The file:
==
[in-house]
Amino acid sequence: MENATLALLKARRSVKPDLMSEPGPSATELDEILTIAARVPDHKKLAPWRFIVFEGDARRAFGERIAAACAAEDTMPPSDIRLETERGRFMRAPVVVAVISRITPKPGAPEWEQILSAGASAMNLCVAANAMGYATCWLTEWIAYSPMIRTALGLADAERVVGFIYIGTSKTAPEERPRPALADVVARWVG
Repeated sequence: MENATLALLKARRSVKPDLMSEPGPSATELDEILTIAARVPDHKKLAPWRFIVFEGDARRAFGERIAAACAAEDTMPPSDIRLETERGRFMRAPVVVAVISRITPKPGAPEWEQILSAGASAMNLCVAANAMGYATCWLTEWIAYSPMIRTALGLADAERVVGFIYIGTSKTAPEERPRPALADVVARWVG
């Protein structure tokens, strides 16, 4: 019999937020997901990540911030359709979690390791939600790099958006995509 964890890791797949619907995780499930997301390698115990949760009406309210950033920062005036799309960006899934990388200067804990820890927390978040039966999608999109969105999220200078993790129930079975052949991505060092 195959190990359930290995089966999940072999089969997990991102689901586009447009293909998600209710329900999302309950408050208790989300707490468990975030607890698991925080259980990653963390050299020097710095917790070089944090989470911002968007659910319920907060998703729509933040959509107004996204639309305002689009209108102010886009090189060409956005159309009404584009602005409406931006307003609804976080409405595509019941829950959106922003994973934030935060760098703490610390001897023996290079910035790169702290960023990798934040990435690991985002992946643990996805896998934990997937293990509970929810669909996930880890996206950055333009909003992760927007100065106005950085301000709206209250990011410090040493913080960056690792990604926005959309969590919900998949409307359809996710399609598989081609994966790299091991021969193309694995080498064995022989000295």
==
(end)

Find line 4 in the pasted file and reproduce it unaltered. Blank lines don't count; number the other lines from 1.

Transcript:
């Protein structure tokens, strides 16, 4: 019999937020997901990540911030359709979690390791939600790099958006995509 964890890791797949619907995780499930997301390698115990949760009406309210950033920062005036799309960006899934990388200067804990820890927390978040039966999608999109969105999220200078993790129930079975052949991505060092 195959190990359930290995089966999940072999089969997990991102689901586009447009293909998600209710329900999302309950408050208790989300707490468990975030607890698991925080259980990653963390050299020097710095917790070089944090989470911002968007659910319920907060998703729509933040959509107004996204639309305002689009209108102010886009090189060409956005159309009404584009602005409406931006307003609804976080409405595509019941829950959106922003994973934030935060760098703490610390001897023996290079910035790169702290960023990798934040990435690991985002992946643990996805896998934990997937293990509970929810669909996930880890996206950055333009909003992760927007100065106005950085301000709206209250990011410090040493913080960056690792990604926005959309969590919900998949409307359809996710399609598989081609994966790299091991021969193309694995080498064995022989000295």